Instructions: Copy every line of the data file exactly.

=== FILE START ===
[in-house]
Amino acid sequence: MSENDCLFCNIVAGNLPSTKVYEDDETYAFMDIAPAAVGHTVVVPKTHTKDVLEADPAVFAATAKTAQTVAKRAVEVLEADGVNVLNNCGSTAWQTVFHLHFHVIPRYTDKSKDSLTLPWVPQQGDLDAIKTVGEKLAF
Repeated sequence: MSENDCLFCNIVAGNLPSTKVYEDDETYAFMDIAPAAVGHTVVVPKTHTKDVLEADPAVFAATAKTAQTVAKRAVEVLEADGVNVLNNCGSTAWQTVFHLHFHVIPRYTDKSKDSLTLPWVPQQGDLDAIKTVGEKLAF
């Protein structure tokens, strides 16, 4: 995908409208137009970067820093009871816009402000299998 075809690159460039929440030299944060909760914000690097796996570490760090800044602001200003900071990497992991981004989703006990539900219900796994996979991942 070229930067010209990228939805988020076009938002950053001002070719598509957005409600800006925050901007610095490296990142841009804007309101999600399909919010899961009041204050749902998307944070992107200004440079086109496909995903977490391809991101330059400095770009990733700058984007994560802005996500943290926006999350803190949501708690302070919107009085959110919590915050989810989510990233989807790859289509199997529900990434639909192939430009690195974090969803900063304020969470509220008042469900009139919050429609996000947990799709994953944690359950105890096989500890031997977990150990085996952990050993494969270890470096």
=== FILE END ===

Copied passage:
[in-house]
Amino acid sequence: MSENDCLFCNIVAGNLPSTKVYEDDETYAFMDIAPAAVGHTVVVPKTHTKDVLEADPAVFAATAKTAQTVAKRAVEVLEADGVNVLNNCGSTAWQTVFHLHFHVIPRYTDKSKDSLTLPWVPQQGDLDAIKTVGEKLAF
Repeated sequence: MSENDCLFCNIVAGNLPSTKVYEDDETYAFMDIAPAAVGHTVVVPKTHTKDVLEADPAVFAATAKTAQTVAKRAVEVLEADGVNVLNNCGSTAWQTVFHLHFHVIPRYTDKSKDSLTLPWVPQQGDLDAIKTVGEKLAF
């Protein structure tokens, strides 16, 4: 995908409208137009970067820093009871816009402000299998 075809690159460039929440030299944060909760914000690097796996570490760090800044602001200003900071990497992991981004989703006990539900219900796994996979991942 070229930067010209990228939805988020076009938002950053001002070719598509957005409600800006925050901007610095490296990142841009804007309101999600399909919010899961009041204050749902998307944070992107200004440079086109496909995903977490391809991101330059400095770009990733700058984007994560802005996500943290926006999350803190949501708690302070919107009085959110919590915050989810989510990233989807790859289509199997529900990434639909192939430009690195974090969803900063304020969470509220008042469900009139919050429609996000947990799709994953944690359950105890096989500890031997977990150990085996952990050993494969270890470096």